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ASEAN to Keep on Dialogue With Beijing to Resolve South China Sea Dispute

© AFP 2023 / SAM YEHTwo excavators are pictured at a construction site on Taiping island in the Spratly chain in the South China Sea on March 23, 2016
Two excavators are pictured at a construction site on Taiping island in the Spratly chain in the South China Sea on March 23, 2016 - Sputnik International
The Association of Southeast Asian Nations (ASEAN) will continue its dialogue with Beijing through the existing formats with a view to helping resolve the South China Sea dispute, ASEAN Secretary-General Le Luong Minh told Sputnik.

MOSCOW (Sputnik) — While ASEAN as an organization does not take sides in the territorial claims in South China Sea, there are two instruments that help it promote security and stability in the Sea — the Declaration on the Conduct of Parties in the South China Sea (DOC) and the Code of Conduct in the South China Sea (COC).

"ASEAN welcomes China’s Foreign Minister Wang Yi’s 'four-point' proposal made at that meeting to fast-track the COC consultations, including developing a framework for the COC by mid-2017, and will continue to actively engage China toward an amicable solution of the issue of the South China Sea," Minh said.

It is also critical that ASEAN and China "continue to pursue full and effective implementation of the DOC in its entirety," he added.

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According to the secretary-general, this dispute is a testament to ASEAN unity, solidarity and credibility as an organization. It shoulders collective responsibility for peace and stability, freedom of navigation and over-flight in the region, and therefore supports peaceful resolution of disputes.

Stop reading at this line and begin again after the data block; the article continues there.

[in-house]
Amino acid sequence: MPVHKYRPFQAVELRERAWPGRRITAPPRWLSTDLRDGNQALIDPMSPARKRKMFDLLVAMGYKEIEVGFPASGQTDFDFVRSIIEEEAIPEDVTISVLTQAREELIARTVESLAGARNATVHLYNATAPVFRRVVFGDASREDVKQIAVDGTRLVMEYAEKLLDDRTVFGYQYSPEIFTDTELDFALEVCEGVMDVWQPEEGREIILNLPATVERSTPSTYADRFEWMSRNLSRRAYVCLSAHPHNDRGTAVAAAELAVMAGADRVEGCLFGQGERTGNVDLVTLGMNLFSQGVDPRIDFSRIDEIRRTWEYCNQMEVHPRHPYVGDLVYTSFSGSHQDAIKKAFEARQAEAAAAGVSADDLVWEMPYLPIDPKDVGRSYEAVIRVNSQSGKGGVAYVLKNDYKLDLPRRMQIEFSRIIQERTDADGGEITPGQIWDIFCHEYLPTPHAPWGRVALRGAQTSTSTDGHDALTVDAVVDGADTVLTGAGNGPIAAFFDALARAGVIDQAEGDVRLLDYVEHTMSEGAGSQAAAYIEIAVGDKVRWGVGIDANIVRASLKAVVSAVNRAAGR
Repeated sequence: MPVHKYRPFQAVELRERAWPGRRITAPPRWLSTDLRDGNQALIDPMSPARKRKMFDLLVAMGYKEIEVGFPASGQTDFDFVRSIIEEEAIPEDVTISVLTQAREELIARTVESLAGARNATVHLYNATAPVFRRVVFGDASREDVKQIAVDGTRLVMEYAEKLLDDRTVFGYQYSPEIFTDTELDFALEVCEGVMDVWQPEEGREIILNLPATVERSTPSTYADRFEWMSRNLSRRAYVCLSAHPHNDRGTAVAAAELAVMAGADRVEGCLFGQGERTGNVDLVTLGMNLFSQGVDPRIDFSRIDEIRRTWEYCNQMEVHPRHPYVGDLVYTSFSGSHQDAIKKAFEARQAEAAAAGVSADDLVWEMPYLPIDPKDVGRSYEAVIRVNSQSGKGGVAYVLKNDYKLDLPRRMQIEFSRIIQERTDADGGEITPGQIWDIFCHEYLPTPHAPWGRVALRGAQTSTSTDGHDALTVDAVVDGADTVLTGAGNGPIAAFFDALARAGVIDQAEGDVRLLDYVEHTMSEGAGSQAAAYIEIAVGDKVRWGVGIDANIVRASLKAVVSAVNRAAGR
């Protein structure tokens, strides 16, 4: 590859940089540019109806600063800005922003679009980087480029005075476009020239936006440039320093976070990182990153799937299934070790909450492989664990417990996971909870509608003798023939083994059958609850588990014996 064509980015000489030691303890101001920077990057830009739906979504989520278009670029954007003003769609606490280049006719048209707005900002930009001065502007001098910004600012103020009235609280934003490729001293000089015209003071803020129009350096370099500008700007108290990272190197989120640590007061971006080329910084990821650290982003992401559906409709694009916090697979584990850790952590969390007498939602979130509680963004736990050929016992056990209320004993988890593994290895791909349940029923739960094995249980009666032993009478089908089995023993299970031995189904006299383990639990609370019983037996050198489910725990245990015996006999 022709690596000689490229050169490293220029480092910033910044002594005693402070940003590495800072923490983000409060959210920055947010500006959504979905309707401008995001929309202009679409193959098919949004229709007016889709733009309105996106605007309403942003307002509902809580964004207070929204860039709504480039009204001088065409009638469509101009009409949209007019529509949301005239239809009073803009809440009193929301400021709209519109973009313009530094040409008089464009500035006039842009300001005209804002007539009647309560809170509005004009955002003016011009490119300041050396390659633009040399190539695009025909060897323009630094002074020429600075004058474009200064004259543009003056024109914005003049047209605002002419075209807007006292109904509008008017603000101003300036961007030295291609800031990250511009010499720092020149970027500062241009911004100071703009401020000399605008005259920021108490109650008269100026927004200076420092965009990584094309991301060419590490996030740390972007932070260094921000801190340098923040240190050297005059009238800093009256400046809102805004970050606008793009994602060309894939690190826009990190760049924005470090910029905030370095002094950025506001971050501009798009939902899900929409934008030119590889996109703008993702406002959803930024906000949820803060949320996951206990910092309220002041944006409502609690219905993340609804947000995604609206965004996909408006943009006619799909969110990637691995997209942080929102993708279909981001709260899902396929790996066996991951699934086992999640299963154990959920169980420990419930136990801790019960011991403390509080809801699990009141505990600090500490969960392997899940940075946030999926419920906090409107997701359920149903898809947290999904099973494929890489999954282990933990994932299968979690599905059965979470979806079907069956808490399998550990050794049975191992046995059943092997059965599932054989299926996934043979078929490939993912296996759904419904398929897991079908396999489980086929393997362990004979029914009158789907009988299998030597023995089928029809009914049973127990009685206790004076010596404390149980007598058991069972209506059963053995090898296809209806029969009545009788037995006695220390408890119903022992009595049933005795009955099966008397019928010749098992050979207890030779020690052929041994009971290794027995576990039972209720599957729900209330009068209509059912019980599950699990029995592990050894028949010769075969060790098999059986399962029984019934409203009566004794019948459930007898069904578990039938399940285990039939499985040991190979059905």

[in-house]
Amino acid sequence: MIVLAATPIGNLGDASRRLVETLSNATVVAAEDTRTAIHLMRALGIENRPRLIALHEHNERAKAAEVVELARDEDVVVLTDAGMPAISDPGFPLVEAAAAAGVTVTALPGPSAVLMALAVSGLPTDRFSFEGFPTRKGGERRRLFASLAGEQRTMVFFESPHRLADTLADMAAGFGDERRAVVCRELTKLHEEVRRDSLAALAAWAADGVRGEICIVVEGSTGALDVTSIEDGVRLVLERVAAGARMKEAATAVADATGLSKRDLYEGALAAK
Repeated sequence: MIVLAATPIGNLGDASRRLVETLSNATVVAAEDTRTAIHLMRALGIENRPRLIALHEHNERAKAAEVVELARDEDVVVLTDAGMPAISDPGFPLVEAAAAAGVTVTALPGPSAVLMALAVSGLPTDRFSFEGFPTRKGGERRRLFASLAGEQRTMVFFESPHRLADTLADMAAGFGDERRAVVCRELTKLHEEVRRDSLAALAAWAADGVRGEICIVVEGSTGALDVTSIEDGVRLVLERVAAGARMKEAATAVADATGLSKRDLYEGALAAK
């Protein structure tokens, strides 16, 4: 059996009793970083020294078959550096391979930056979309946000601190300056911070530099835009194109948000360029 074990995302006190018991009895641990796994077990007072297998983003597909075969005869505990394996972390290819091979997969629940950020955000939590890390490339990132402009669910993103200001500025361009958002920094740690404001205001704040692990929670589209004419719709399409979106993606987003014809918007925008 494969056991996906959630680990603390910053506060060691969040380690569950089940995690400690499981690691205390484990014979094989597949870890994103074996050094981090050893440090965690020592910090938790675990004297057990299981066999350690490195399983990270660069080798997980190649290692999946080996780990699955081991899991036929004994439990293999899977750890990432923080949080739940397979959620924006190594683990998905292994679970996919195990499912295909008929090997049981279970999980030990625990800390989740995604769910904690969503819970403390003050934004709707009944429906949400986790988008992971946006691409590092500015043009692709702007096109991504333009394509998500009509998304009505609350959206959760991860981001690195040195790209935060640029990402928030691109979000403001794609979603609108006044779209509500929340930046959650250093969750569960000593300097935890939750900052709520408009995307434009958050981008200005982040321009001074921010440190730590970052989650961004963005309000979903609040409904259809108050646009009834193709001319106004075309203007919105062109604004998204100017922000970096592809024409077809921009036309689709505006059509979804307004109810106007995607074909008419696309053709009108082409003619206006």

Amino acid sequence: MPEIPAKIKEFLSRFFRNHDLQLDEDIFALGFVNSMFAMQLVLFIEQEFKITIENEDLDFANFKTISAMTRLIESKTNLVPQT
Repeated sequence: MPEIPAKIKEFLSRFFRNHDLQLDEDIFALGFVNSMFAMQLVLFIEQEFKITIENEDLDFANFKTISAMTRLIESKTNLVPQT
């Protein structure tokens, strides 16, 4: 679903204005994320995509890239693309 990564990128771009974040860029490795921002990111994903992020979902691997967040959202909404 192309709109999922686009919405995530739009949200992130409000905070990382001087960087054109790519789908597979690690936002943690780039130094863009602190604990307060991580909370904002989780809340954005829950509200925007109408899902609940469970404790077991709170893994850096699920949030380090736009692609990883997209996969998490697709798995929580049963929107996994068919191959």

The Spratly Islands, also known as the Nansha Islands, in the South China Sea are contested by China, Taiwan, the Philippines, Vietnam and Malaysia. In July, an international tribunal in The Hague rejected Beijing's claims on the islands and rebuked its activity in the South China Sea, including the construction of artificial land. The US Navy continues patrols in the area despite Chinese protests.

Tackling Traditional, Non-Traditional Security Threats Crucial for ASEAN

"Ensuring the safety of our peoples will always be key to ASEAN. ASEAN keeps its citizens safe from both traditional and non-traditional security threats, such as climate change, pandemics, natural disasters and transnational crimes in its various forms," Le Luong Minh said.

The ASEAN member states continue to strive toward an integrated market by focusing on trade facilitation measures and building closer intra-regional cooperation in new spheres, such as e-commerce, sustainable economic development and science, Minh added.

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In October, Russian Deputy Defense Minister Anatoly Antonov, speaking at the Xiangshan security forum in Beijing, noted that the central role in building regional security in Southeast Asia should belong to ASEAN.

Another organization that aims to ensure regional stability and fight against all forms of terrorism in East Asia is the Shanghai Cooperation Organization (SCO).

Joining efforts, the two organizations may sign an updated memorandum of cooperation at the next SCO Summit in Astana, Kazakhstan in 2017, according to SCO Secretary General Rashid Alimov.

ASEAN was established on August 8, 1967 in Bangkok, Thailand. Its founding members included Indonesia, Malaysia, the Philippines, Singapore and Thailand. Later, they were joined by Brunei Darussalam in 1984, Vietnam in 1995, Laos and Myanmar in 1997 and Cambodia in 1999.

Papua New Guinea and East Timor have observer status in the organization.

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